Clinical Review

Biosimilars in Psoriasis: The Future or Not?

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As patents for the biologic agents reach their expiration dates, dermatologists must prepare for the coming of biosimilars. These agents have been deemed “highly similar” to their reference products in a process outlined by the US Food and Drug Administration (FDA). In 2016, the FDA approved 3 biosimilars for various indications including plaque psoriasis and psoriatic arthritis. However, biosimilars are not the same as small-molecule generics because they have a complex manufacturing process that makes it impossible to produce identical products to their reference products. Therefore, should biosimilars be granted FDA approval for the same indications as their reference products? Furthermore, can biosimilars automatically be substituted for the branded drug at the pharmacy level? Putting aside these technical concerns, physicians must focus on the impact of biosimilars on patient care. These agents will have to be integrated into a complex health care system comprised of drug developers, employers, payers, and drug formularies.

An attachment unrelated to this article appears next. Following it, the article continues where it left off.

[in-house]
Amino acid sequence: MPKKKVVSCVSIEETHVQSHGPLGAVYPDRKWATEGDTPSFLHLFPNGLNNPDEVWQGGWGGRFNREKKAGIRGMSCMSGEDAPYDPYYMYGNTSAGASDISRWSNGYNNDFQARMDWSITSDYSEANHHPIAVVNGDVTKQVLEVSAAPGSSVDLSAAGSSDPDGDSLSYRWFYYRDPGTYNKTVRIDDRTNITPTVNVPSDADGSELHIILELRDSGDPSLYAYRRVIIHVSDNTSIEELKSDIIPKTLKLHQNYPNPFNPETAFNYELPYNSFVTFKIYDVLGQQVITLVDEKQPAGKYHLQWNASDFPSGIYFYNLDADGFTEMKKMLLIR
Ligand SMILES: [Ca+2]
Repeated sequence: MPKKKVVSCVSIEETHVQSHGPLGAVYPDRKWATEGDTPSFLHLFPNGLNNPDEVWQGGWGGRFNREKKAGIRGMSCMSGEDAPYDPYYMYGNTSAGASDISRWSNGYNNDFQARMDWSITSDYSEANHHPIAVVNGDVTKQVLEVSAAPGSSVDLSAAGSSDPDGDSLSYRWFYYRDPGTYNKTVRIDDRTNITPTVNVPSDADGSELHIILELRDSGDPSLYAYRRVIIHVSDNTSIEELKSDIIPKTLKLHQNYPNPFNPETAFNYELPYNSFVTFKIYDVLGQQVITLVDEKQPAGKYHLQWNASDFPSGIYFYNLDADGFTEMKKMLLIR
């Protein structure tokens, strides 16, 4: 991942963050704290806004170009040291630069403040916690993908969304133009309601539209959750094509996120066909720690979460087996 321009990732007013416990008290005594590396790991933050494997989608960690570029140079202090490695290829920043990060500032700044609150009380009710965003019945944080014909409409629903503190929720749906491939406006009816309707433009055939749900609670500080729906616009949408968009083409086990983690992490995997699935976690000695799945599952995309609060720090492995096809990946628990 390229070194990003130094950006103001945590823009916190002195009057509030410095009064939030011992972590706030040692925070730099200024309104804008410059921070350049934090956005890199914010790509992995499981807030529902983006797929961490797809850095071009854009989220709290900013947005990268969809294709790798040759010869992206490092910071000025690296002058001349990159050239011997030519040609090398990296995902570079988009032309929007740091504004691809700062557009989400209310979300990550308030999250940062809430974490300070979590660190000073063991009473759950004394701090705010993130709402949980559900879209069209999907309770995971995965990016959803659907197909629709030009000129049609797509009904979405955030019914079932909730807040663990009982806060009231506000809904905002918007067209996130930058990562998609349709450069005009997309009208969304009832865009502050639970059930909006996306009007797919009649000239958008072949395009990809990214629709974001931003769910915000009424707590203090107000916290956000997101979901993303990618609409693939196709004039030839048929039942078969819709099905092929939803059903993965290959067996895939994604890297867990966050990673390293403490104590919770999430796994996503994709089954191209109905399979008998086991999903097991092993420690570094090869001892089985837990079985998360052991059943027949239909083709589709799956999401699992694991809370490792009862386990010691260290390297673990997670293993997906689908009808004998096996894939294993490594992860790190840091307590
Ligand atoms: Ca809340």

Practice Points

  • Three biosimilars have been approved by the US Food and Drug Administration to treat adult patients with plaque psoriasis and psoriatic arthritis.
  • By virtue of their production, biosimilars are not identical to their reference products, and we must ensure that their safety is comparable.



According to the US Food and Drug Administration (FDA), a biosimilar is “highly similar to an FDA-approved biological product, . . . and has no clinically meaningful differences in terms of safety and effectiveness.”1 The Biologics Price Competition and Innovation (BPCI) Act of 2009 created an expedited pathway for the approval of products shown to be biosimilar to FDA-licensed reference products.2 In 2013, the European Medicines Agency approved the first biosimilar modeled on infliximab (Remsima [formerly known as CT-P13], Celltrion Healthcare Co, Ltd) for the same indications as its reference product.3 In 2016, the FDA approved Inflectra (Hospira, a Pfizer Company), an infliximab biosimilar; Erelzi (Sandoz, a Novartis Division), an etanercept biosimilar; and Amjevita (Amgen Inc), an adalimumab biosimilar, all for numerous clinical indications including plaque psoriasis and psoriatic arthritis.4-6